Ben Esposito doesn’t Neon white for everyone – in fact, while he admits that this is probably not the best marketing ploy, he says he is trying to make a cult game. He wants Neon White to find players who like him as much as he loves the cult games that influenced him like God Hand, Danganronpa and El Shaddai: The Ascension of Metatron…
In other words, as Esposito said in the latest trailer for the game, Neon White is a game made for “freaks.”
On Thursday, during an interactive showcase of Annapurna, Neon White showcased its final run after announced back in February… But this time we have a better idea of the game itself; how it is played and a little history. You can see his latest trailer below:
The game centers around the aptly named White, an assassin from hell who fights demons in an attempt to find a new life in Heaven. Although at first glance, the gameplay looks like an anime-style Quake or other similar first-person shooter. jumping card Neon White’s homage, hook, and difficulty stem from his card system and how it affects combat.
In Neon White, cards are weapons or cannons. Depending on which card you have, this is what weapon you use; if you have a pistol card, you shoot a pistol, and so on. “Before he uses up all his weapon magic, though, let’s just say it’s so stupid,” Esposito admits with a laugh. “Before he uses up all his weapon magic, I can activate his discard at any time, which will get rid of the card, but immediately I can use the movement ability. So, for example, a pistol allows me to kind of make a double jump in the air. The rifle allows me to rush forward and kill everyone in my path. And so on and so forth. It’s like you always make that choice, like, “Do I want this gun? Or is it better for me to move faster here? ‘”
Neon White places an emphasis on speed, and challenges players to compete for better times on the game’s global leaderboard. The result, at least judging by the trailer, is a tense game in which you juggle priorities and think quickly as you jump through each level, taking out enemies. Admittedly, this looks a little too intense for standard controls and is more suitable for keyboard and mouse customization. It will be interesting to see how and if this works better with one over the other when the game comes out.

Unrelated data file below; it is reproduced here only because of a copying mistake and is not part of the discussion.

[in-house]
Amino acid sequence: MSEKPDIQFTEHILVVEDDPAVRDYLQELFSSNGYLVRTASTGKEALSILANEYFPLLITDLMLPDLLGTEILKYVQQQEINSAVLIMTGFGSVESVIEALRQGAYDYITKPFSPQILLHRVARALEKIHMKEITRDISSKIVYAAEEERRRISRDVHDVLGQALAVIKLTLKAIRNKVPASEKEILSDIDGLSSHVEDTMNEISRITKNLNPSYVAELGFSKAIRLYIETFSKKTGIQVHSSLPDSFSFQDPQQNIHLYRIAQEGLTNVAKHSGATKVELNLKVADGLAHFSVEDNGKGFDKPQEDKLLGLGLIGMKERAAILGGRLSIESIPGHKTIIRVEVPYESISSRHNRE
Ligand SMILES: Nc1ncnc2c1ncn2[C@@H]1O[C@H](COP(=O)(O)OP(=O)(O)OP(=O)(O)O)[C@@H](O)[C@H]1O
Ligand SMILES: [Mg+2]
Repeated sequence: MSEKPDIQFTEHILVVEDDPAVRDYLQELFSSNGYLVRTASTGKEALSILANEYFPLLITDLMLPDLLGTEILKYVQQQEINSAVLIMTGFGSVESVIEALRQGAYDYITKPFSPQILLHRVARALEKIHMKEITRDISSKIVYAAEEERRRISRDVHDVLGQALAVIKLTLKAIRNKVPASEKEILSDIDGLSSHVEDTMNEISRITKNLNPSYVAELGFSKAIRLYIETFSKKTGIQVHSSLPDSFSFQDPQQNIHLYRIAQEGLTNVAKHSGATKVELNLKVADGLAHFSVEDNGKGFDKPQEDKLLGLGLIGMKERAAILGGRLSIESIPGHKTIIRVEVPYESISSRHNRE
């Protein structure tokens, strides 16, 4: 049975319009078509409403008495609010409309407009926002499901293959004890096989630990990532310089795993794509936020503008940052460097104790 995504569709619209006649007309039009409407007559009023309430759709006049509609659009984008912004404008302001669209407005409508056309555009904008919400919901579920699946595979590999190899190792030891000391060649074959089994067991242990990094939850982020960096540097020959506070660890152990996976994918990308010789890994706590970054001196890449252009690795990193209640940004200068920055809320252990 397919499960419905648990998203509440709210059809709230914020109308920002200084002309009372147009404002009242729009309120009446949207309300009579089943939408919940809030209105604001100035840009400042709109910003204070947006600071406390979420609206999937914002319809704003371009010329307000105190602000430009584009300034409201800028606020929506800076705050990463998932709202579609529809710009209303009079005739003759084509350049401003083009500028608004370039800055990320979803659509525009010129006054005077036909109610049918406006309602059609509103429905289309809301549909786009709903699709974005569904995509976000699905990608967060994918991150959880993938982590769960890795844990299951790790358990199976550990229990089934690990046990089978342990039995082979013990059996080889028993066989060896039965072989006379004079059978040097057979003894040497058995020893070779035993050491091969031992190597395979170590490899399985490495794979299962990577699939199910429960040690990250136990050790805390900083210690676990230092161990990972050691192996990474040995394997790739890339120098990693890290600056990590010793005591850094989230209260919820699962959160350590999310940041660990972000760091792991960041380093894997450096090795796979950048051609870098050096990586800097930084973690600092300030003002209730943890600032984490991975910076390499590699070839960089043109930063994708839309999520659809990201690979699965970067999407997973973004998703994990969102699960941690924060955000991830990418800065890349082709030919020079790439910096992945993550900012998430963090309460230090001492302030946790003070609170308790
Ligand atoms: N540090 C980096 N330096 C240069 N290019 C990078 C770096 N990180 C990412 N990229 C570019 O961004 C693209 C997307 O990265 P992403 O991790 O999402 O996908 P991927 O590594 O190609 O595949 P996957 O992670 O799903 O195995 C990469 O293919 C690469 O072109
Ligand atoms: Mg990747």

Most likely people learned about Esposito from his previous project, Donut County – cute, relaxing game about a mischievous raccoon. Visually, Neon White is in stark contrast, borrowing heavily from anime (Esposito cites Cowboy bebop, Trigun, and Black Lagoonin particular), but also Japanese games that we no longer see are smaller, weirder and more experimental. According to Esposito, Shinji Mikami’s work in the 2000s, such as the aforementioned God Hand and his sci-fi shooter Vanquish, are a great source of inspiration. He also cites Goichi “Suda51” Suda games such as Killer7 and No More Heroes. The life-simulation aspects of Neon White are taken from Persona and Danganronpa series as well Fire Emblem: Three Houses… All of this complements the hero shooter elements that games like Team Fortress 2 are talking about.
It’s an interesting, albeit at times bizarre, mix of different influences combined into a game that is visually different from other games in 2021, but still evokes nostalgia for video game fans in Japan in the early to mid-2000s. And, of course, that’s the point. Neon White looks like a game made for this particular audience, even if it’s not the largest in the world.
“Yes, so I don’t know if everyone involved likes to hear that I want to create a cult game, because making a cult game from a financial point of view is not a good idea,” laughs Esposito. “But I will say that the way I love these games is quite unique, I think, for games in general. Like, I don’t like really perfect games the way I like weird broken cult games. And what I wanted with Neon White was to make this game not for everyone. She tried to be a game for really specific people. And if it hits right, it will be their favorite game for these people. This is really what I am trying to do. “
Neon White is due out this winter for Switch and PC.